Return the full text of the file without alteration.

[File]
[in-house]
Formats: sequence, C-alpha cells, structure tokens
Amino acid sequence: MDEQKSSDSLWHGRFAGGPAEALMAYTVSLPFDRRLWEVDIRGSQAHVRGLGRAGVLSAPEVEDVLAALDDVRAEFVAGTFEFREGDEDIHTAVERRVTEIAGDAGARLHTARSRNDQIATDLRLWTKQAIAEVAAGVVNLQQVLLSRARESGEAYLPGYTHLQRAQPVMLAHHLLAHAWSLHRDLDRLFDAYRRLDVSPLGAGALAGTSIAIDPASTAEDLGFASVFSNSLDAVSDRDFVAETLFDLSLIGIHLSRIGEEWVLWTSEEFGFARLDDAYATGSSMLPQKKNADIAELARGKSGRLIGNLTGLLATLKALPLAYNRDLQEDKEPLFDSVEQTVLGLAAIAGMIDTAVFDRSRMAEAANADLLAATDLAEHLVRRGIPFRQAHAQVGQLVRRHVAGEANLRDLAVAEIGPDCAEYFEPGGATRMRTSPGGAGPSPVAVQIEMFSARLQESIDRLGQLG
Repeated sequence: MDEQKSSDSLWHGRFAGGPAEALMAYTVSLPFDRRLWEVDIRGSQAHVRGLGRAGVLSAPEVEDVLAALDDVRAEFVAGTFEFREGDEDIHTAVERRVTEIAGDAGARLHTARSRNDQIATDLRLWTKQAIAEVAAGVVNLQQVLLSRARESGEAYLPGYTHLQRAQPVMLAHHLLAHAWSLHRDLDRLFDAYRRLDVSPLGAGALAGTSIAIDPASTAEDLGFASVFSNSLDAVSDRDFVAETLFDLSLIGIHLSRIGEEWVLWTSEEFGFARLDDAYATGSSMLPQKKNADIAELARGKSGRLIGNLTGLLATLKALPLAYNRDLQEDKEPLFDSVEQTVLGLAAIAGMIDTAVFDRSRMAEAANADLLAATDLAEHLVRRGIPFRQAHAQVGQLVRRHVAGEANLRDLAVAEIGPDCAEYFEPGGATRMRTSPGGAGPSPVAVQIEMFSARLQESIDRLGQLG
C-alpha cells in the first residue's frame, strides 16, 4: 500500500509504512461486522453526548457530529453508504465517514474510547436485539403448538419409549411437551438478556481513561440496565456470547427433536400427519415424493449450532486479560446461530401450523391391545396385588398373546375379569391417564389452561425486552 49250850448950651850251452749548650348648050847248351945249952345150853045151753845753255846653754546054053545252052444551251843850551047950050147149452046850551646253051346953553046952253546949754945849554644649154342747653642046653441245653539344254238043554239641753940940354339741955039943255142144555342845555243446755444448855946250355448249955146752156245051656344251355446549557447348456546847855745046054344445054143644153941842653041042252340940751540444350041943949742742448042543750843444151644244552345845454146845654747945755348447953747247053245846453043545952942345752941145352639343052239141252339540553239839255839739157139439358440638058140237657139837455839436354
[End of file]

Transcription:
[in-house]
Formats: sequence, C-alpha cells, structure tokens
Amino acid sequence: MDEQKSSDSLWHGRFAGGPAEALMAYTVSLPFDRRLWEVDIRGSQAHVRGLGRAGVLSAPEVEDVLAALDDVRAEFVAGTFEFREGDEDIHTAVERRVTEIAGDAGARLHTARSRNDQIATDLRLWTKQAIAEVAAGVVNLQQVLLSRARESGEAYLPGYTHLQRAQPVMLAHHLLAHAWSLHRDLDRLFDAYRRLDVSPLGAGALAGTSIAIDPASTAEDLGFASVFSNSLDAVSDRDFVAETLFDLSLIGIHLSRIGEEWVLWTSEEFGFARLDDAYATGSSMLPQKKNADIAELARGKSGRLIGNLTGLLATLKALPLAYNRDLQEDKEPLFDSVEQTVLGLAAIAGMIDTAVFDRSRMAEAANADLLAATDLAEHLVRRGIPFRQAHAQVGQLVRRHVAGEANLRDLAVAEIGPDCAEYFEPGGATRMRTSPGGAGPSPVAVQIEMFSARLQESIDRLGQLG
Repeated sequence: MDEQKSSDSLWHGRFAGGPAEALMAYTVSLPFDRRLWEVDIRGSQAHVRGLGRAGVLSAPEVEDVLAALDDVRAEFVAGTFEFREGDEDIHTAVERRVTEIAGDAGARLHTARSRNDQIATDLRLWTKQAIAEVAAGVVNLQQVLLSRARESGEAYLPGYTHLQRAQPVMLAHHLLAHAWSLHRDLDRLFDAYRRLDVSPLGAGALAGTSIAIDPASTAEDLGFASVFSNSLDAVSDRDFVAETLFDLSLIGIHLSRIGEEWVLWTSEEFGFARLDDAYATGSSMLPQKKNADIAELARGKSGRLIGNLTGLLATLKALPLAYNRDLQEDKEPLFDSVEQTVLGLAAIAGMIDTAVFDRSRMAEAANADLLAATDLAEHLVRRGIPFRQAHAQVGQLVRRHVAGEANLRDLAVAEIGPDCAEYFEPGGATRMRTSPGGAGPSPVAVQIEMFSARLQESIDRLGQLG
C-alpha cells in the first residue's frame, strides 16, 4: 500500500509504512461486522453526548457530529453508504465517514474510547436485539403448538419409549411437551438478556481513561440496565456470547427433536400427519415424493449450532486479560446461530401450523391391545396385588398373546375379569391417564389452561425486552 49250850448950651850251452749548650348648050847248351945249952345150853045151753845753255846653754546054053545252052444551251843850551047950050147149452046850551646253051346953553046952253546949754945849554644649154342747653642046653441245653539344254238043554239641753940940354339741955039943255142144555342845555243446755444448855946250355448249955146752156245051656344251355446549557447348456546847855745046054344445054143644153941842653041042252340940751540444350041943949742742448042543750843444151644244552345845454146845654747945755348447953747247053245846453043545952942345752941145352639343052239141252339540553239839255839739157139439358440638058140237657139837455839436354